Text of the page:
However, with countries like India removing their rigid requirement of only computer programs in conjunction with a novel hardware being eligible for a patent, if an AI enabled system created a software which can be used on generic machines, it would entail practical utility, perhaps in more than one industry, which allows satisfaction of the industrial application requirement within the patentability test. On a general note, current laws and guidelines need to be streamlined in a manner which may allow for inventions by AI to be granted patents. However, with several obstacles and confusions still existing over patentability and other aspects, deeper examination of the issues is required.
Invention, as seen, has many important elements, determining whether patent may be granted. However, there are certain requirements which are to be met when one is to be classified as an inventor. In the US, for instance, in the case of Townsend v. Smith, it was held that, for something to be construed as a valid outcome of an invention, it must go through the stage of ‘conception’, i.e., a permanent idea must have been conceived in the mind of the inventor before the same be put into practice. If something is reduced not on account of a preconceived idea, then such a thing cannot be termed an invention and such person as a result is not an inventor. With such ideas of conception, it has been argued that such forms of creative conception can occur in the human mind alone. One of the most persuasive arguments for AI’s inclusion in the category of ‘inventor’ is using the rationale behind the abolition of the ‘flash of genius’ patentability test. While this test honoured the conception requirement for recognizing something as an invention, the US Congress negated this requirement and stated that, if an invention were something leading to the advancement of the science it wished to work upon, then the process of how it arose in the mind of the inventor, becomes irrelevant. Naturally, since several AI programs such as AlphaGo, Watson, etc. perform functions such as generating solutions based on massive influx of data, it may be argued that these solutions contribute to the advancement of such science and hence must be granted patent status. However, the situation according to scholars is not as straightforward.
Even if the argument of collaborative invention was to be used, which would acknowledge computers as inventors, along with their human counterparts, this does not stand because of the lack of ‘legal personality’ accorded to computers in most legal systems, including Nigeria’s, akin to the position of corporations not being citizens. Another argument for allowing computers to be classified as inventors and afforded with patent protection is, the realization of the ‘incentive theory’. While computers which are incapable of emoting may not use this as motivation, it will continue to incentivize humans to produce such technologies as they understand the benefits emerging due to patent protection. However, patents are largely provided to protect the inventor and honour his attachment to the invention, which he does not wish to be used at an exponential rate by others. Due to this, opponents of patents protection being granted to AIs, argue that computers lack any such attachment. This makes them incapable of having strong opinions with regard to the manner of use of their invention, thereby defeating the very purpose behind a patent protection.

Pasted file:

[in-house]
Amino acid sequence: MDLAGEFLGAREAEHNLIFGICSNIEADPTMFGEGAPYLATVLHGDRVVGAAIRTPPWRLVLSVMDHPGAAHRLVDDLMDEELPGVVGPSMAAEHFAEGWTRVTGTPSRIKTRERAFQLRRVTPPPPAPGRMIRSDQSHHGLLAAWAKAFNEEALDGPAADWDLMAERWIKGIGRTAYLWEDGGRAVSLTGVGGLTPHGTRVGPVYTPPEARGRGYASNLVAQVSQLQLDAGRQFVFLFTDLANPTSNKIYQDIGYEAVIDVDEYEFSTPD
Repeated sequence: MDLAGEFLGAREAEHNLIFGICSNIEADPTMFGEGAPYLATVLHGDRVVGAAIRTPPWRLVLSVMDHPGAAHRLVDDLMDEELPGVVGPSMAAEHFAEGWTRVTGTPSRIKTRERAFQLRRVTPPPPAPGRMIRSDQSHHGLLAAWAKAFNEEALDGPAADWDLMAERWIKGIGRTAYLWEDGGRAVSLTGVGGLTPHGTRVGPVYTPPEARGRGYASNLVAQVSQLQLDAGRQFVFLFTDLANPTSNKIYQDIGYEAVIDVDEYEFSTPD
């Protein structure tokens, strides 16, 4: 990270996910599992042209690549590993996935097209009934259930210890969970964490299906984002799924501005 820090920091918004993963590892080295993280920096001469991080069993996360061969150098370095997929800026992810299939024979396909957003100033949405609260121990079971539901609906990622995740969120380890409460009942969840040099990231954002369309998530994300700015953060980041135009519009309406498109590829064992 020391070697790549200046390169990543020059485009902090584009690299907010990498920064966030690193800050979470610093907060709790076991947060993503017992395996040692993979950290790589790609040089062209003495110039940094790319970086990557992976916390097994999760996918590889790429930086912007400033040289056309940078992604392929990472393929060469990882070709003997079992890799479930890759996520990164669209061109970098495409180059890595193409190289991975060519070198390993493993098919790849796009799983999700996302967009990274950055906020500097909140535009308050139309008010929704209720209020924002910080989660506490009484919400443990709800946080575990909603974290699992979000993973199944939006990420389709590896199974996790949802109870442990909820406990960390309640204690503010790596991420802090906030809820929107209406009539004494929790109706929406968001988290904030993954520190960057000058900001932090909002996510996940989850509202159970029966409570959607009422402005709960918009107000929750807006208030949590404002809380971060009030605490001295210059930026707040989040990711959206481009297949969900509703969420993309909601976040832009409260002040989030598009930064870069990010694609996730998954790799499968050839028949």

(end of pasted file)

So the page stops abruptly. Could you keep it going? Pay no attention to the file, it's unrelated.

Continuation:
Trademark and AI
The edifice of trade mark registration exists primarily to provide useful information. Registers tell us who owns what. They signal the existence of exclusive property rights associated with commercial signs, thereby allowing other traders to plan around that information. These signals exist in ever increasing numbers. According to the World Intellectual Property Organisation (WIPO), an estimated 9.11 million new trade mark applications were filed worldwide in 2017, while in the same year there were an estimated 43.2 million active trade mark registrations at 138 offices worldwide. Until recently, it was axiomatic that registers for marks were directed at human readers – an applicant for a trade mark, trade mark registry examiners, vigilant competitors, employees of search and watching agencies as well as the occasional judge. This list now has a new entrant.